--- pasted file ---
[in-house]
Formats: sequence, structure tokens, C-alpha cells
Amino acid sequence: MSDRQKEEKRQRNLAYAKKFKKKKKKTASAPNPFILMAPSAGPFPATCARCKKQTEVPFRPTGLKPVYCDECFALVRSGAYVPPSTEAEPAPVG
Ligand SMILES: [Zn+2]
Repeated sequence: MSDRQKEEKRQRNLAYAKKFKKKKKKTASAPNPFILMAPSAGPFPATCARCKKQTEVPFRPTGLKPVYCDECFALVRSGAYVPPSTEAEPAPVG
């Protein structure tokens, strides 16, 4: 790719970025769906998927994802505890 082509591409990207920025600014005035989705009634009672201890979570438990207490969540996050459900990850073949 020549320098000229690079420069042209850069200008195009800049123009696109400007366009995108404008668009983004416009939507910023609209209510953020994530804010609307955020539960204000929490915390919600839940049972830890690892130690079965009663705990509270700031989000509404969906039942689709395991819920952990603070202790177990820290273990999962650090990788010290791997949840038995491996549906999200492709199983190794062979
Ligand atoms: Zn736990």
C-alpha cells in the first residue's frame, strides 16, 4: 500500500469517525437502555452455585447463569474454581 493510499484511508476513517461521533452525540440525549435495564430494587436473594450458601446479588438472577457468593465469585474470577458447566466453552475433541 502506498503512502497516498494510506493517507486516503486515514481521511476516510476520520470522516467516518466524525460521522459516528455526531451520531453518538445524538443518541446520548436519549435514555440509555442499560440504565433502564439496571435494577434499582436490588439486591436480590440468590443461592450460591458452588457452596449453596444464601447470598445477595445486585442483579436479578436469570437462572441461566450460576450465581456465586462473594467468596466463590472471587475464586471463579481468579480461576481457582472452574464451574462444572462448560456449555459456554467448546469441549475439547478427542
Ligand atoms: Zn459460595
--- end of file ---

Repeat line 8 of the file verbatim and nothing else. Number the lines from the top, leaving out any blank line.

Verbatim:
C-alpha cells in the first residue's frame, strides 16, 4: 500500500469517525437502555452455585447463569474454581 493510499484511508476513517461521533452525540440525549435495564430494587436473594450458601446479588438472577457468593465469585474470577458447566466453552475433541 502506498503512502497516498494510506493517507486516503486515514481521511476516510476520520470522516467516518466524525460521522459516528455526531451520531453518538445524538443518541446520548436519549435514555440509555442499560440504565433502564439496571435494577434499582436490588439486591436480590440468590443461592450460591458452588457452596449453596444464601447470598445477595445486585442483579436479578436469570437462572441461566450460576450465581456465586462473594467468596466463590472471587475464586471463579481468579480461576481457582472452574464451574462444572462448560456449555459456554467448546469441549475439547478427542